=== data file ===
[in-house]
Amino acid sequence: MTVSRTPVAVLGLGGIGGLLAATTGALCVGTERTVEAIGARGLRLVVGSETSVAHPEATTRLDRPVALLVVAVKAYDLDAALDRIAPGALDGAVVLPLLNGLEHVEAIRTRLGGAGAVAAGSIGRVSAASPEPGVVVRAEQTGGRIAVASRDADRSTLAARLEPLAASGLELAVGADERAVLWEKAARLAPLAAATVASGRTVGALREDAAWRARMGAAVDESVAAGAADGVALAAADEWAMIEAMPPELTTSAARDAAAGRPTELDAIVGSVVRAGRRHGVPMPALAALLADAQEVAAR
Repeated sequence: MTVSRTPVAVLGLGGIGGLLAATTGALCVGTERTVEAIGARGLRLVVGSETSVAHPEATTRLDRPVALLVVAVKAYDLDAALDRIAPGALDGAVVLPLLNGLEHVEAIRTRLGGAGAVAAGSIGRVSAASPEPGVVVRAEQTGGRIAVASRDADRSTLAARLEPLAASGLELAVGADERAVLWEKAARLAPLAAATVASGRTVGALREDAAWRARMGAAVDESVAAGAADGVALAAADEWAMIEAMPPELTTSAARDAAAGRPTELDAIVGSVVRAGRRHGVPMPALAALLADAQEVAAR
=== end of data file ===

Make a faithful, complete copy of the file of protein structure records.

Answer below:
[in-house]
Amino acid sequence: MTVSRTPVAVLGLGGIGGLLAATTGALCVGTERTVEAIGARGLRLVVGSETSVAHPEATTRLDRPVALLVVAVKAYDLDAALDRIAPGALDGAVVLPLLNGLEHVEAIRTRLGGAGAVAAGSIGRVSAASPEPGVVVRAEQTGGRIAVASRDADRSTLAARLEPLAASGLELAVGADERAVLWEKAARLAPLAAATVASGRTVGALREDAAWRARMGAAVDESVAAGAADGVALAAADEWAMIEAMPPELTTSAARDAAAGRPTELDAIVGSVVRAGRRHGVPMPALAALLADAQEVAAR
Repeated sequence: MTVSRTPVAVLGLGGIGGLLAATTGALCVGTERTVEAIGARGLRLVVGSETSVAHPEATTRLDRPVALLVVAVKAYDLDAALDRIAPGALDGAVVLPLLNGLEHVEAIRTRLGGAGAVAAGSIGRVSAASPEPGVVVRAEQTGGRIAVASRDADRSTLAARLEPLAASGLELAVGADERAVLWEKAARLAPLAAATVASGRTVGALREDAAWRARMGAAVDESVAAGAADGVALAAADEWAMIEAMPPELTTSAARDAAAGRPTELDAIVGSVVRAGRRHGVPMPALAALLADAQEVAAR